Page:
A challenge to normativity and economic theory, the case ofdebtors movements
Due to contemporary economic situation, with systemic financial and real economy crisis, many studies started to investigate the nature of debt. Not that the subject (and its controversy) was ignored before, but one of the major limit of current theory is the uniformity of treatment and analysis as if there were no fundamental difference in the variety of debt, bankruptcy and possible bailout with no relevant distinctions in terms of causes, categories of agents involved and respective relationships, normative framework and uses of the loan money. Economic theory defines debt as a relationship between someone with surplus of money and somebody in “need”, with a temporal partition between one exchange and the other. Distinct models for different loan types are necessary, in particular when related to norms and social concept of justice, such as the issues raised by debt revolts, debt imprisonments and debt slavery. Debtors’ movements appeared in different situation, but generally have in common the type of debtors involved: household or small family-level businessmen that experience great pressure related to collaterals nature. Insolvency highly influences welfare, both in terms of reputation in their social network, and in terms of material life. This characteristic reveals itself to be crucial in the study, both for the birth and rise of movements, and for the comprehension of the moral and power mechanisms that withstand this kind debt, and should give economic theory a starting point to develop new types of models on debts.
|Date of creation:||Mar 2014|
|Contact details of provider:|| Postal: Lungo Dora Siena 100, I-10153 Torino|
Phone: +39 011670 4406
Fax: +39 011670 3895
Web page: http://www.unito.it/
More information through EDIRC
References listed on IDEAS
Please report citation or reference errors to , or , if you are the registered author of the cited work, log in to your RePEc Author Service profile, click on "citations" and make appropriate adjustments.:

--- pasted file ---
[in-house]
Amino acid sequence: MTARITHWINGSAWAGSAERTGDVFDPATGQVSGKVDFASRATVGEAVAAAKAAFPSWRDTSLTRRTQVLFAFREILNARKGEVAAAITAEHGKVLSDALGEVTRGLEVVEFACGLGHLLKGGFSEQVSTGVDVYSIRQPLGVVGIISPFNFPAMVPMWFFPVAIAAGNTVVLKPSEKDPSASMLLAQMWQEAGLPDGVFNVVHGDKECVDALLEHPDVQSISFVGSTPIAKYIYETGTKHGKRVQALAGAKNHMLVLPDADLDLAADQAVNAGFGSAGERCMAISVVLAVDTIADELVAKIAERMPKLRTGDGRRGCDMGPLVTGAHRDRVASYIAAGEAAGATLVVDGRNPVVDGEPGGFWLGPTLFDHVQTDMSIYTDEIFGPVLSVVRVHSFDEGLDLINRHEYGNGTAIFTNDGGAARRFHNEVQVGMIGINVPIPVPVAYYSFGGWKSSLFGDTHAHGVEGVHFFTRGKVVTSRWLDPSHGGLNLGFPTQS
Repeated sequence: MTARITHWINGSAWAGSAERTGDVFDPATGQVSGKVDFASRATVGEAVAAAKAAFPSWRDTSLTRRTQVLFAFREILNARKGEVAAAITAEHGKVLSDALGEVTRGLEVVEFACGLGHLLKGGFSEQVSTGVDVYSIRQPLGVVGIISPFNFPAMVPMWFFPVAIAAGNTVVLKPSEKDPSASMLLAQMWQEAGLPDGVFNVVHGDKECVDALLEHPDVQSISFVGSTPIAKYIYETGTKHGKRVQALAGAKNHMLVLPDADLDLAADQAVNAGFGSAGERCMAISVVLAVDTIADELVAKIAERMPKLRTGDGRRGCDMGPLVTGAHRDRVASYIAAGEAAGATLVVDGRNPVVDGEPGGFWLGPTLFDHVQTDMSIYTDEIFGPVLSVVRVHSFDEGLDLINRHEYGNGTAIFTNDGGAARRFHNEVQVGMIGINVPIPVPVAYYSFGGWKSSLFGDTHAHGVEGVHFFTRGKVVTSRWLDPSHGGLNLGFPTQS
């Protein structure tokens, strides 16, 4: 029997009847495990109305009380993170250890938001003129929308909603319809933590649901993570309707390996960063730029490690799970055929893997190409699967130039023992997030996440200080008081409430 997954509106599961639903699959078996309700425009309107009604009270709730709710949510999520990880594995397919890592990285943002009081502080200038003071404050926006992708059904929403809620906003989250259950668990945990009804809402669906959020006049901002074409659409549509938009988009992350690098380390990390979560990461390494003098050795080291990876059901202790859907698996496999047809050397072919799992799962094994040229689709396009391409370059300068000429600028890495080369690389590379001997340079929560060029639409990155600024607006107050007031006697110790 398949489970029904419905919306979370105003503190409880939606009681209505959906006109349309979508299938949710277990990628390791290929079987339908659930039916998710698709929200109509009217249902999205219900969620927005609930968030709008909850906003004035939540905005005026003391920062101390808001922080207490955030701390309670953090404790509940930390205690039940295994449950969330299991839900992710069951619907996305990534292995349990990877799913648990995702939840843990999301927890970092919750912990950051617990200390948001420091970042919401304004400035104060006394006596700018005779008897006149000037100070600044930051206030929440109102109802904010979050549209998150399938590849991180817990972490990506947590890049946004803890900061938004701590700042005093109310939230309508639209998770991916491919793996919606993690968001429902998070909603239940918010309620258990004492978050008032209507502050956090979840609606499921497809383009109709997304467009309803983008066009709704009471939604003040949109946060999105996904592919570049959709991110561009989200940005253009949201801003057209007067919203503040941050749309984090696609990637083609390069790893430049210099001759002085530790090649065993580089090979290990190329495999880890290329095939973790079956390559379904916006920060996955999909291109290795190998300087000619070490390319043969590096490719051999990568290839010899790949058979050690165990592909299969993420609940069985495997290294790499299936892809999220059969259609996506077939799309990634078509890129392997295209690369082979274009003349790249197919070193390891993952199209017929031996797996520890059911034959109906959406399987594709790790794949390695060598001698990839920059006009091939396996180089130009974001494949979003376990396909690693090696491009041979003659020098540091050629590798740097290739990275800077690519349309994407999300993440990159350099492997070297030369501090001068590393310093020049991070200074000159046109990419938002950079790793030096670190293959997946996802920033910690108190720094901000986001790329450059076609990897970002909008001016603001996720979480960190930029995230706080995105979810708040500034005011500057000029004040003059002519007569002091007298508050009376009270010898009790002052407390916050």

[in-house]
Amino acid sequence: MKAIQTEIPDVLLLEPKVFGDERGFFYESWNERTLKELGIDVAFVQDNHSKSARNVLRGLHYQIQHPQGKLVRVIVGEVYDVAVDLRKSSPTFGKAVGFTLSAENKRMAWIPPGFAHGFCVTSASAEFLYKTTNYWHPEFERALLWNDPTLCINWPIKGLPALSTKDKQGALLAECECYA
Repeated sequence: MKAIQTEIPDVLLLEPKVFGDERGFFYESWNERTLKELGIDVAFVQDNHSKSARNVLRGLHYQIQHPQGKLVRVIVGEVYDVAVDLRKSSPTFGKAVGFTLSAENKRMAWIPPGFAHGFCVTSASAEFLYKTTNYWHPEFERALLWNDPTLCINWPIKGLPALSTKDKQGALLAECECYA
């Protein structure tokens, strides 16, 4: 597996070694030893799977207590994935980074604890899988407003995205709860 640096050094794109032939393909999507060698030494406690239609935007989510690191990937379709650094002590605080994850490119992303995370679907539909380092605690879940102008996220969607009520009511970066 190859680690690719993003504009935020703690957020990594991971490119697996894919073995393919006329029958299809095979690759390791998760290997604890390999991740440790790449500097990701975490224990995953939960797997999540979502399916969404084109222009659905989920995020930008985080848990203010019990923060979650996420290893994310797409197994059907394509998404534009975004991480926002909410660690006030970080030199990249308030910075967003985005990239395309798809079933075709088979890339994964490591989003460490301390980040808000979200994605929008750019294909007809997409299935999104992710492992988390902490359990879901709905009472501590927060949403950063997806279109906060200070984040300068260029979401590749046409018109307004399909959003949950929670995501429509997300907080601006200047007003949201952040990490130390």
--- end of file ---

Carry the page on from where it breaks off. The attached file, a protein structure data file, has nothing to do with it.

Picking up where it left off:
- Carmen M. Reinhart & Kenneth S. Rogoff, 2014.
"A Decade of Debt,"
Central Banking, Analysis, and Economic Policies Book Series,
in: Miguel Fuentes D. & Claudio E. Raddatz & Carmen M. Reinhart (ed.), Capital Mobility and Monetary Policy, edition 1, volume 18, chapter 4, pages 97-135
Central Bank of Chile.
- Heaton, J. B., 2000. "Incomplete Financial Contracts and Non-contractual Legal Rules: The Case of Debt Capacity and Fraudulent Conveyance Law," Journal of Financial Intermediation, Elsevier, vol. 9(2), pages 169-183, April.
- Stiglitz, Joseph E, 1989. "Markets, Market Failures, and Development," American Economic Review, American Economic Association, vol. 79(2), pages 197-203, May.
- Kathrin Berensmann & Angélique Herzberg, 2009. "Sovereign Insolvency Procedures - A Comparative Look At Selected Proposals," Journal of Economic Surveys, Wiley Blackwell, vol. 23(5), pages 856-881, December.
- David de Meza & David C. Webb, 1987. "Too Much Investment: A Problem of Asymmetric Information," The Quarterly Journal of Economics, Oxford University Press, vol. 102(2), pages 281-292.
- Abhijit V. Banerjee & Andrew F. Newman, 1990.